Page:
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Oracle Ranking Scheme for SQL

This list describes the amount of time that is required by Oracle to perform a query. The fastest row access by ROWID happens very quickly since Oracle knows the exact data block where the row resides. The slowest, a full-table scan, could take hours to execute, depending upon the number of rows in the table. The following list reflects the fastest to slowest time required to perform a query:
  1. Single row access by ROWID
  2. Single row by cluster join
  3. Single row by hash cluster with unique or primary key
  4. Single row by unique or primary key
  5. Cluster join
  6. Hash cluster key
  7. Indexed cluster key
  8. Using a multi-column (concatenated) index
  9. Using a single column index
  10. A bounded index range scan
  11. A full-table scan

Which Oracle Operation is the most costly?

In Oracle databases, it's common to hear the assertion that a full-table scan is the most expensive operation that can be performed. While it's true that full-table scans can be resource-intensive, they are not inherently the most costly operation in all situations. The cost or efficiency of a database operation is highly context-dependent and varies based on the nature of the data, the specific query, the structure of the table, and the overall database design. A full-table scan involves reading every row in a table to identify those that satisfy a query. It can be resource-intensive because it might require a large amount of disk I/O, particularly for large tables. However, there are scenarios where a full-table scan is the most efficient operation. For instance, if a query needs to retrieve a significant proportion of the rows in a table, a full-table scan could be faster than an index-based retrieval.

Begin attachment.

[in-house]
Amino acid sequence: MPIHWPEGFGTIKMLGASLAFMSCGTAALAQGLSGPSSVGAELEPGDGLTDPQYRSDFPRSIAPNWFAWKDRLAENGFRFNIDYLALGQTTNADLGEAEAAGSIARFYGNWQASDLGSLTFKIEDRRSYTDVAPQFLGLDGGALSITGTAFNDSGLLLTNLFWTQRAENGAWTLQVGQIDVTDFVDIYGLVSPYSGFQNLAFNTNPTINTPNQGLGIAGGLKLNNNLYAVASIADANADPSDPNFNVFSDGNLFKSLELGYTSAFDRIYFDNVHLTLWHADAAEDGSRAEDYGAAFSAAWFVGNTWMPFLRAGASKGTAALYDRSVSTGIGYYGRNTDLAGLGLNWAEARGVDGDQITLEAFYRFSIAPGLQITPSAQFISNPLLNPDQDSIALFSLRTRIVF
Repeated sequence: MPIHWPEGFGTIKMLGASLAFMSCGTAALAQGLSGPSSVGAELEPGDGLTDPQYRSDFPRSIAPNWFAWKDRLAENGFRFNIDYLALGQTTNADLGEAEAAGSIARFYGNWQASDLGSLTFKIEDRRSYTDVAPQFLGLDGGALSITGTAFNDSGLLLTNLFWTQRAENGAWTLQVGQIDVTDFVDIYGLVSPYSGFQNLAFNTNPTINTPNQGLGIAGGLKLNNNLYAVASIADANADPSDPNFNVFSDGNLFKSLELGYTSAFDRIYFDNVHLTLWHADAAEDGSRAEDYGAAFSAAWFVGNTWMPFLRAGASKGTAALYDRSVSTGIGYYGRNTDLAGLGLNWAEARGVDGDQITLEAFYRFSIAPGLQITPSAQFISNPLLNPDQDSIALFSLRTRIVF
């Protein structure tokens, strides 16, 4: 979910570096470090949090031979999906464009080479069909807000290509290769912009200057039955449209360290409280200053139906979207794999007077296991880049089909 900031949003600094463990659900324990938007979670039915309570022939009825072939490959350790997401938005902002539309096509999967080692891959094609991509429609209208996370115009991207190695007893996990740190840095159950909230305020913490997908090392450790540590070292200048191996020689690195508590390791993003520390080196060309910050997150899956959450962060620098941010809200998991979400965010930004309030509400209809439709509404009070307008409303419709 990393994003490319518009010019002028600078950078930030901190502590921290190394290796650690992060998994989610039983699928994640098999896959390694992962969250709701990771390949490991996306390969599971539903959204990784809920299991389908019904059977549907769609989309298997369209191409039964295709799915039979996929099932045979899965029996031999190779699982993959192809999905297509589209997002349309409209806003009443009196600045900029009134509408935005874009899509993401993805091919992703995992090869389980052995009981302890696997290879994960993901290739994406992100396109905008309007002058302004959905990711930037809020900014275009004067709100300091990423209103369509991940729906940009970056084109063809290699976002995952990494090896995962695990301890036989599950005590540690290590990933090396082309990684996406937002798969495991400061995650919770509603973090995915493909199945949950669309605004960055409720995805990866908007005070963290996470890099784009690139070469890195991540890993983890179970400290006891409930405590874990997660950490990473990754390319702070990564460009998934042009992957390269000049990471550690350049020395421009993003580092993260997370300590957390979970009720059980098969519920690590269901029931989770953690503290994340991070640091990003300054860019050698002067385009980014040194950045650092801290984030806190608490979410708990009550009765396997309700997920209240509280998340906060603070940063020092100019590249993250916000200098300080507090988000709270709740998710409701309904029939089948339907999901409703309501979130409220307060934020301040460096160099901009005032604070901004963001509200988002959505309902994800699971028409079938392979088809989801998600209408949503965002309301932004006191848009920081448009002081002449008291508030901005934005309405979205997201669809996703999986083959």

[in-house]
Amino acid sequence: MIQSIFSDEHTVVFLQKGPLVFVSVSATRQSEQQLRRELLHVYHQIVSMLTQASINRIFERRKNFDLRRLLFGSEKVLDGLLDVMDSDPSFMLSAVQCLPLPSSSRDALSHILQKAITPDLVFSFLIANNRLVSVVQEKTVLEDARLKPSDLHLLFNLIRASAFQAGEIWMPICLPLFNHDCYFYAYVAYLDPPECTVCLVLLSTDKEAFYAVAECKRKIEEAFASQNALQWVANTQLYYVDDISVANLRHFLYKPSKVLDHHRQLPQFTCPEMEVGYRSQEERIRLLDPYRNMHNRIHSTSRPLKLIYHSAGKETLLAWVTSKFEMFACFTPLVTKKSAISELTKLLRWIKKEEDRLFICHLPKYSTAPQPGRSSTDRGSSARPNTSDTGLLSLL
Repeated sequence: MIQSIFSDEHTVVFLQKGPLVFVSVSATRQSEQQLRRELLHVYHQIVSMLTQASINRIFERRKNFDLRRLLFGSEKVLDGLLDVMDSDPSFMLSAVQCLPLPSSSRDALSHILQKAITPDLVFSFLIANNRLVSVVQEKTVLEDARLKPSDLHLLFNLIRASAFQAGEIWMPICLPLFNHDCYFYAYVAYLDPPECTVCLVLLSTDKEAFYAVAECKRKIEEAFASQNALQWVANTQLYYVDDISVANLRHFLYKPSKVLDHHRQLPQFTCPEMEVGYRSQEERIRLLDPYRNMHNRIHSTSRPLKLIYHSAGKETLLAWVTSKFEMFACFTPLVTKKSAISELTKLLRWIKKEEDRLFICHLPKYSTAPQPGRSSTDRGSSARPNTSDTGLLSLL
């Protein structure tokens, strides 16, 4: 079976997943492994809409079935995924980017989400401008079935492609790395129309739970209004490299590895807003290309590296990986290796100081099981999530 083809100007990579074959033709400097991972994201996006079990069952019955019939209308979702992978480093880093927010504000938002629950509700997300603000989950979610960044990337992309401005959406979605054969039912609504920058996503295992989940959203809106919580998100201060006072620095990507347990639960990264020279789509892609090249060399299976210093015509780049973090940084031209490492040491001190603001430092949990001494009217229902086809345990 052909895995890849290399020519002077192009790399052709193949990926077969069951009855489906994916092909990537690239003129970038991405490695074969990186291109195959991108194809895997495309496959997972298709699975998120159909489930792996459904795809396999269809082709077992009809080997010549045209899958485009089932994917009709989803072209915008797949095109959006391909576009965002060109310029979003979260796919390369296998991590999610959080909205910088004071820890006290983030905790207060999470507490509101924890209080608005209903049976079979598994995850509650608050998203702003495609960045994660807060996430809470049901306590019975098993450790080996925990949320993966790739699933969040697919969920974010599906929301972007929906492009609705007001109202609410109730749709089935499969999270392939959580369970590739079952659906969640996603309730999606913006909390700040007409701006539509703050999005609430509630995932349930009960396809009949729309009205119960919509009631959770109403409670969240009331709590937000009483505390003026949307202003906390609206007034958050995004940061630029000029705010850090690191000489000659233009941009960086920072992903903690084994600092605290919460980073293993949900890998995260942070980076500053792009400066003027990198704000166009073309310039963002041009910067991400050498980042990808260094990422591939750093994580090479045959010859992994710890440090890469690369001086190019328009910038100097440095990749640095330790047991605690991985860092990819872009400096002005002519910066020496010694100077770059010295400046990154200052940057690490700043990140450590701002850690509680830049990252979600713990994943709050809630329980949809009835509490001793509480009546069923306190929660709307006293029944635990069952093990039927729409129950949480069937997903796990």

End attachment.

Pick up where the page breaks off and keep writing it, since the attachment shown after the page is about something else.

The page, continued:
Index operations can sometimes be more expensive than full-table scans, especially in scenarios where a large number of random I/O operations are required. This might happen when a query must retrieve a high percentage of rows from a large table, and the rows are not adjacent on disk. In such cases, using an index can result in many disk I/O operations to retrieve the individual rows, which can be slower than reading all the rows in a continuous sequence as in a full-table scan.